Replacing XFCE's default components with minimal alternatives 2020-10-11 on Kenneth Dodrill

I think XFCE is one of my favorite DE's. However, some of the components that are built-in to it aren't great and cause issues.

One issue in particular that I had was XFCE's lock screen. If I turned off my displays after locking, it would show my desktop when turning them back on (I mean...it's a lock screen. It shouldn't do that.), but the screen was not responsive because (I assume) the lock screen was still in place, it was just not shown. Typing my password into the void still worked, and successfully unlocked my computer. Obviously this is a security problem. Even after the unlock, graphical issues persisted which led to a reboot each time.

Another problem is the compositor. It's pretty slow.

Who this guide is for

This guide is mainly for me, so I can come back to these notes if I ever need to reinstall my system. However, I do believe it provides a great XFCE experience, one that many others could enjoy.

Required packages

We are going to need all of the packages that we will replace XFCE's components with. These are my personal preferences - if you have a different package that you like more than one of these then absolutely use that.

xbps-install picom slock plank ulauncher

picom is our new compositor. This is a fork of compton, and is the currently developed version.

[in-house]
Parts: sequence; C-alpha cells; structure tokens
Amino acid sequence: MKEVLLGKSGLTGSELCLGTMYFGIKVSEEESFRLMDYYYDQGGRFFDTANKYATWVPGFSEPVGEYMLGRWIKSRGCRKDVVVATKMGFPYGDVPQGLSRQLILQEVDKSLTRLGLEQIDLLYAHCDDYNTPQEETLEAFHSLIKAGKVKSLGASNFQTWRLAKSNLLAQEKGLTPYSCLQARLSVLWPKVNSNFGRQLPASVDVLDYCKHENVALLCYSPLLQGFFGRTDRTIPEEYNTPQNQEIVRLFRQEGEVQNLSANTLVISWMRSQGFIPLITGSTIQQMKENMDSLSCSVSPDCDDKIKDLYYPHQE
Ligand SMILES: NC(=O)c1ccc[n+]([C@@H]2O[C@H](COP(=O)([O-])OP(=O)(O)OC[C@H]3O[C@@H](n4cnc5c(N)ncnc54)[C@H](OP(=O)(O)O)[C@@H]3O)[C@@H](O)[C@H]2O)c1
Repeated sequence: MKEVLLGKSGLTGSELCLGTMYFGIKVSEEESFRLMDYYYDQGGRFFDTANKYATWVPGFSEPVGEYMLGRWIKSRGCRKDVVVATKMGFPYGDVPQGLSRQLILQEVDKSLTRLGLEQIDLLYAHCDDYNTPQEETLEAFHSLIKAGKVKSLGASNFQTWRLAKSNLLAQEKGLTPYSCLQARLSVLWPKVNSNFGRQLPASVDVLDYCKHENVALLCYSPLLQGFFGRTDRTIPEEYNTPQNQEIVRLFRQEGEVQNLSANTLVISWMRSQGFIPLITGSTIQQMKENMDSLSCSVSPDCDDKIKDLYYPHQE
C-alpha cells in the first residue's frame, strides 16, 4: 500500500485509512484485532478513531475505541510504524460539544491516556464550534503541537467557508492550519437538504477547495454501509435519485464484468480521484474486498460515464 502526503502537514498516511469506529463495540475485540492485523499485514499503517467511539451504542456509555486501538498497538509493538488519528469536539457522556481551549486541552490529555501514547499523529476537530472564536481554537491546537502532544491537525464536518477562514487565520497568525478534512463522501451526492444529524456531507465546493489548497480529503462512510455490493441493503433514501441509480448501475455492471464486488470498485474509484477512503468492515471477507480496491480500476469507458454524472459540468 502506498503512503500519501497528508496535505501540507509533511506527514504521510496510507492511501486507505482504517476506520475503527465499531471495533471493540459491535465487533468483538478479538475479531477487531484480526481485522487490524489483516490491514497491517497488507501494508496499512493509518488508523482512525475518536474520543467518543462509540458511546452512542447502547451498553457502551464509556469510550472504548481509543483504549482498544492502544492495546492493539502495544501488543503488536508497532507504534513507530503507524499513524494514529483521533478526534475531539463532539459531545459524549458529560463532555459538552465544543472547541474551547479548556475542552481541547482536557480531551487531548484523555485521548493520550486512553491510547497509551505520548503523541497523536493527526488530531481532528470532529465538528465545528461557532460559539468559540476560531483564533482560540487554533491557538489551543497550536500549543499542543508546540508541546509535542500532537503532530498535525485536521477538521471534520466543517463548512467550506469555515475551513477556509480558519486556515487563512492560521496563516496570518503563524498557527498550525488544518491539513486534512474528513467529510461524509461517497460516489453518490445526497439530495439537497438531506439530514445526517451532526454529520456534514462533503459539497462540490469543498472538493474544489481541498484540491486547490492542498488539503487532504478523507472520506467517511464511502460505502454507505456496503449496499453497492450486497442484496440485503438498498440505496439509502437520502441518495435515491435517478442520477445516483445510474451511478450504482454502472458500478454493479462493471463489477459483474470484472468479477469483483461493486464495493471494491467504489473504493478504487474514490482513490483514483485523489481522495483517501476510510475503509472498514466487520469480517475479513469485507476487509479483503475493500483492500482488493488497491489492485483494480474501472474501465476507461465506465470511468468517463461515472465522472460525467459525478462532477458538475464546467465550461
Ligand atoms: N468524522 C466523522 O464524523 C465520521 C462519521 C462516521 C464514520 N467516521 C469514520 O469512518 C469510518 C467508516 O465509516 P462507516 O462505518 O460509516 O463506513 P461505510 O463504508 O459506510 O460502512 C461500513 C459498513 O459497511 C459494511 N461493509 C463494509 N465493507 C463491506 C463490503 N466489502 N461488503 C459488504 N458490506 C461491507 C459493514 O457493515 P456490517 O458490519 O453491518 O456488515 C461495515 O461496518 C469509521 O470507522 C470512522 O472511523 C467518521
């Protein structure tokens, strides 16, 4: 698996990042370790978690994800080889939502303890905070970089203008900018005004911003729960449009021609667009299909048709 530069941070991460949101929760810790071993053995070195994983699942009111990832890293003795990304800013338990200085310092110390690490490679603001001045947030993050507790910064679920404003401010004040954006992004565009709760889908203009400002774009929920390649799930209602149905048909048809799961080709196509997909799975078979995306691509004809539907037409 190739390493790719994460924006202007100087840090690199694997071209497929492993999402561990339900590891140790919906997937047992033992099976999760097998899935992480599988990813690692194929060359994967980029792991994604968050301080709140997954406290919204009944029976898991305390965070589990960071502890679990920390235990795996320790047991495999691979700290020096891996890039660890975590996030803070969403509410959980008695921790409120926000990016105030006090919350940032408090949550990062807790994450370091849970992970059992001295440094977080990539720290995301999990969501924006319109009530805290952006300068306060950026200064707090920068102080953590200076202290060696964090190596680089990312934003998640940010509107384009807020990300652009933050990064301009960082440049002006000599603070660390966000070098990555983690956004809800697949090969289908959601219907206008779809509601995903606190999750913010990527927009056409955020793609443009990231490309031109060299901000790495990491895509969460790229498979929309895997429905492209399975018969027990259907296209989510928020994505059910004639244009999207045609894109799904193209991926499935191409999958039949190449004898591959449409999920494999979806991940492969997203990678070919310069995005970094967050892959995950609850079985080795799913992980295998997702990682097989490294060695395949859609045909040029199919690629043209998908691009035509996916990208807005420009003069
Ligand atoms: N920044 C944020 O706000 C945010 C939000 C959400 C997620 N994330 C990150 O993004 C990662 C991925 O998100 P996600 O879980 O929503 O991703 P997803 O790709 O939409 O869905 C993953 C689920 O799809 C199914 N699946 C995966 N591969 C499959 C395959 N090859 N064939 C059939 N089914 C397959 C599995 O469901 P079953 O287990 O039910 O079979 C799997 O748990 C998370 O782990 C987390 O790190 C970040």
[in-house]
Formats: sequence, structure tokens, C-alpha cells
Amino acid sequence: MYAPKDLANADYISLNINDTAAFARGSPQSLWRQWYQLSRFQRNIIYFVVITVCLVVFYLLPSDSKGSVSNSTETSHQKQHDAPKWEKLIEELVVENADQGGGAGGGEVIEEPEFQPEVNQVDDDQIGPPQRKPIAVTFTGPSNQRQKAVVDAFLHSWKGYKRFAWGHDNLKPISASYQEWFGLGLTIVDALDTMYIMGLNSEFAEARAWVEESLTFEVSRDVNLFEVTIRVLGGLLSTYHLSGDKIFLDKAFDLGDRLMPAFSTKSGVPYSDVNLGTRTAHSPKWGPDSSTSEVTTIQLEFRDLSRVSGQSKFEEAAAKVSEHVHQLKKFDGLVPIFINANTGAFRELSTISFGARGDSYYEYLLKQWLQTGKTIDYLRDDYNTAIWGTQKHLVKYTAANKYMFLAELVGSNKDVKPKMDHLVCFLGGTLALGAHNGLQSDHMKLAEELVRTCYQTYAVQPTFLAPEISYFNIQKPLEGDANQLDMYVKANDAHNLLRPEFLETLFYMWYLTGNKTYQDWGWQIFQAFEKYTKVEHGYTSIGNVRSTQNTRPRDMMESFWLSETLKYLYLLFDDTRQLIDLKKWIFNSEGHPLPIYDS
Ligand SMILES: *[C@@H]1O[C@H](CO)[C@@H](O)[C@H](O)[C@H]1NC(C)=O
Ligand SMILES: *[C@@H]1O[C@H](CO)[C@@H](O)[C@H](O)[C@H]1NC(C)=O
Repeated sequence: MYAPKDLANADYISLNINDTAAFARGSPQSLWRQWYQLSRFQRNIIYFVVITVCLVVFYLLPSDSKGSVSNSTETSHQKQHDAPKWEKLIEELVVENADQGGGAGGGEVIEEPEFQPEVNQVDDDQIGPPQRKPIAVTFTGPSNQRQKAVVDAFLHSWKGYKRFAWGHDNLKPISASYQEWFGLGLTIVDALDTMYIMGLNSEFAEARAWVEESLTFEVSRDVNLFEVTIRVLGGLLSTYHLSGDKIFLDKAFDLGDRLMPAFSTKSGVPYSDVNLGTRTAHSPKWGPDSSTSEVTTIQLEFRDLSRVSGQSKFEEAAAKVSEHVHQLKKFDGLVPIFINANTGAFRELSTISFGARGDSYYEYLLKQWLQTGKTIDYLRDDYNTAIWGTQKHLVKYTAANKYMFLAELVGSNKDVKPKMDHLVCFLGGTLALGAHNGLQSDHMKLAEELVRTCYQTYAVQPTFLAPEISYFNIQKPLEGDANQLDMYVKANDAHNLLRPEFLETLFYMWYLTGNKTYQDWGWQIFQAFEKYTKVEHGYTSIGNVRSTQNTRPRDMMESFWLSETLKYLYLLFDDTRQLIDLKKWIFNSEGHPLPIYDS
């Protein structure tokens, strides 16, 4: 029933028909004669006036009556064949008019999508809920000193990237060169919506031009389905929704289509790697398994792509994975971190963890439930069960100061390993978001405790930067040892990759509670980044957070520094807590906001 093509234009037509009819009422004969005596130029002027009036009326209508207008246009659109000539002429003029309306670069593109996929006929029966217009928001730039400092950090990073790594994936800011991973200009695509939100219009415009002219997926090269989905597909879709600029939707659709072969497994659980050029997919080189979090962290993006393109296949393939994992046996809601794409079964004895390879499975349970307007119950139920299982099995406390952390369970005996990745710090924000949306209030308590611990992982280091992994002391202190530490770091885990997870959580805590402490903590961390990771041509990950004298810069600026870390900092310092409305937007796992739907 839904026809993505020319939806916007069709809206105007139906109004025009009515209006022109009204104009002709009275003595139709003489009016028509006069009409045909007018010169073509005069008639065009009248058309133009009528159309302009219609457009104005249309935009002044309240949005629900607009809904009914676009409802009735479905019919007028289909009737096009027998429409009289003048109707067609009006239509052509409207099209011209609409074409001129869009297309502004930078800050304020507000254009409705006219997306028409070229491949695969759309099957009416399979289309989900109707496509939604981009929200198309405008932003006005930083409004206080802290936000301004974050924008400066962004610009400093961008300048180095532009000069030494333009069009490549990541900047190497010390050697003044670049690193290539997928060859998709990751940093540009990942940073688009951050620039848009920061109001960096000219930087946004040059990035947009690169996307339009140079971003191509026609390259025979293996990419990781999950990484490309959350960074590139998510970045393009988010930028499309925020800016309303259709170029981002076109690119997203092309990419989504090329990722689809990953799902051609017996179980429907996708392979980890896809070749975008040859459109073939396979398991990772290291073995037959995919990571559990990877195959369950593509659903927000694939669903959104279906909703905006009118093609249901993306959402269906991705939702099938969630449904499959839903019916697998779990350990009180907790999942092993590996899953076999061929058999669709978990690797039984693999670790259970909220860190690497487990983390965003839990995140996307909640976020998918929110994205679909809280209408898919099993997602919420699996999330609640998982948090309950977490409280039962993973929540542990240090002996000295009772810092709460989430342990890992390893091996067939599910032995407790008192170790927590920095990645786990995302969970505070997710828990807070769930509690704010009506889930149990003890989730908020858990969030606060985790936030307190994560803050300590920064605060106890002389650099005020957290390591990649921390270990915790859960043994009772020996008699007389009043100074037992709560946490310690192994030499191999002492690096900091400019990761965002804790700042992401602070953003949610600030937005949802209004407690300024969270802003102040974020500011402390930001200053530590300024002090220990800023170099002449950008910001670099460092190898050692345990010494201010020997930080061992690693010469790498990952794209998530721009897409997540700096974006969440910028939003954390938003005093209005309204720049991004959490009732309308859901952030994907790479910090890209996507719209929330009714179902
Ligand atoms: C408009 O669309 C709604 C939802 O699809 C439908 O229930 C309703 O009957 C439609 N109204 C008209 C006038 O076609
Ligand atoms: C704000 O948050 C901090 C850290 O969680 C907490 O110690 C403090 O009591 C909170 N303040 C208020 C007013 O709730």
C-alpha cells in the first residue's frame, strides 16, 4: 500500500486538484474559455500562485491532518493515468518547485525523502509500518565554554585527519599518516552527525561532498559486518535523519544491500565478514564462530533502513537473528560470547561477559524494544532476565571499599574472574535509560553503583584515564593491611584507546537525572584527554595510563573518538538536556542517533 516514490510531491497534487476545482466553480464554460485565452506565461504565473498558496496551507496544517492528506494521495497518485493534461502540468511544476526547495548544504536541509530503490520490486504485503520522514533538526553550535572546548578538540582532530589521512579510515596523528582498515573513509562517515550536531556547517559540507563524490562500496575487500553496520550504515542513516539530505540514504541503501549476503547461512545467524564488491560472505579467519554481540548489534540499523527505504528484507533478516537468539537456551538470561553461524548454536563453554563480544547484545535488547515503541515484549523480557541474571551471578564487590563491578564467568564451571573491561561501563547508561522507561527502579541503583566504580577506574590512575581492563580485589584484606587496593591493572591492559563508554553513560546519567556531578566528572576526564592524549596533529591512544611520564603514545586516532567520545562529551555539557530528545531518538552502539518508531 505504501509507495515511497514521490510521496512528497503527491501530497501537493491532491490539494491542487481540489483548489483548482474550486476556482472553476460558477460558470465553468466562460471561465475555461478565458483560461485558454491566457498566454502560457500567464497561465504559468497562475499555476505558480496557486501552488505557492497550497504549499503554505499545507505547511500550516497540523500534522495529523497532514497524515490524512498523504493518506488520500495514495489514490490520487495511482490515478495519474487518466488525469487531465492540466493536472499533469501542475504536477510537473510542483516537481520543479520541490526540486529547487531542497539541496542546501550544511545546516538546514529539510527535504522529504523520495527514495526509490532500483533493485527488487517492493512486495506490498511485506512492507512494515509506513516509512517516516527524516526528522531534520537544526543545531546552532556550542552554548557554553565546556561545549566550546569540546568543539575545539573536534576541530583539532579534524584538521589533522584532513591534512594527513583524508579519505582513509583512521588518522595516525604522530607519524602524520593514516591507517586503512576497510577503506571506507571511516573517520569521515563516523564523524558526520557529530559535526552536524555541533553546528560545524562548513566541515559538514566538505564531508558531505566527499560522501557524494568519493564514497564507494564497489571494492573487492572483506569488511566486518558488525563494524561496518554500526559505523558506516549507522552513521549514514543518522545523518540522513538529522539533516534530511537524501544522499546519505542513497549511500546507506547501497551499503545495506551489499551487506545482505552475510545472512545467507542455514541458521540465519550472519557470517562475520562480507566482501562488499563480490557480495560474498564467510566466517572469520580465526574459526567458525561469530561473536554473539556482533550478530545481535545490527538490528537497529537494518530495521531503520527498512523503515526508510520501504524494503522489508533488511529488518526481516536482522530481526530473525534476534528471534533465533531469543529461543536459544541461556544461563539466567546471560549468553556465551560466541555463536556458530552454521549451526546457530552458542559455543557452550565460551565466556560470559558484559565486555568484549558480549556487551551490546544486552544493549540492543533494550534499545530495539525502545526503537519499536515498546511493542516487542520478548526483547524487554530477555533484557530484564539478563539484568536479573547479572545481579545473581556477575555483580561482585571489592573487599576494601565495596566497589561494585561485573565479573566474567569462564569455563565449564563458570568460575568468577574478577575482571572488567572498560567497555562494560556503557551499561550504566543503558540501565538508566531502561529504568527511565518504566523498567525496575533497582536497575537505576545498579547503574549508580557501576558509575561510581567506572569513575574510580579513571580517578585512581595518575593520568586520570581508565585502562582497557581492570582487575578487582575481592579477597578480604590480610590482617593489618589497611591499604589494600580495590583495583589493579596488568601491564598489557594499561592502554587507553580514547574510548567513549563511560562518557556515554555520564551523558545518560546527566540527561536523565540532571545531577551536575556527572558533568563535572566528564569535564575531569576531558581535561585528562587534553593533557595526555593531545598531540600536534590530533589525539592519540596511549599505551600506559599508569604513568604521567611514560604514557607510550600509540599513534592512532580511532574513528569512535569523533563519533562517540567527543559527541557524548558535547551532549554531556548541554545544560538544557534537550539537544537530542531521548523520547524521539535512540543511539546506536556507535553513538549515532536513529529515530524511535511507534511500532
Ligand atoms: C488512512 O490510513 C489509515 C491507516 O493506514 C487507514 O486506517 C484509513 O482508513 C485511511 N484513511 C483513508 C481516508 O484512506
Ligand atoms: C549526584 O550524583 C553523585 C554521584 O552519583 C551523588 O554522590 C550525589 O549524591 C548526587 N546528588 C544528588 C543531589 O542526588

slock is a simple lock screen. It does nothing else except lock your screen, and works perfectly with multiple monitors.

plank is a dock. It is macOS-esque. This one is optional, as I think the XFCE panel as a dock is actually pretty good.

ulauncher is a program launcher. I love this package - you can configure it easily and it has a lot of extensions if you want them.

Replacing the default compositor with picom

picom is going to give you more performance and make everything look a lot smoother. To replace the default compositor, go into XFCE's graphical settings manager. In Window Manager Tweaks > Compositor, uncheck "Enable display compositing". Now issue this command:

cp /usr/share/examples/picom/picom.sample.conf $HOME/.config/picom.conf

You can play around with these settings to get things working right. Now go back to the root level of the settings manager. In Session and Startup > Application Autostart, you can enable picom to load on logging in.

Replacing the default lock screen with slock

This one is slightly more complicated, as there a lot of lock screen settings in XFCE that we need to disable to get things working correctly. First, we want to kill the current lock screen and screensaver:

pkill xscreensaver
pkill xflock4

Setting up plank and ulauncher

For our last two packages, we just need to enable these on system startup. Both of them can be configured in their respective settings menu.

A few more tweaks

To end this, here are some tweaks that I find essential.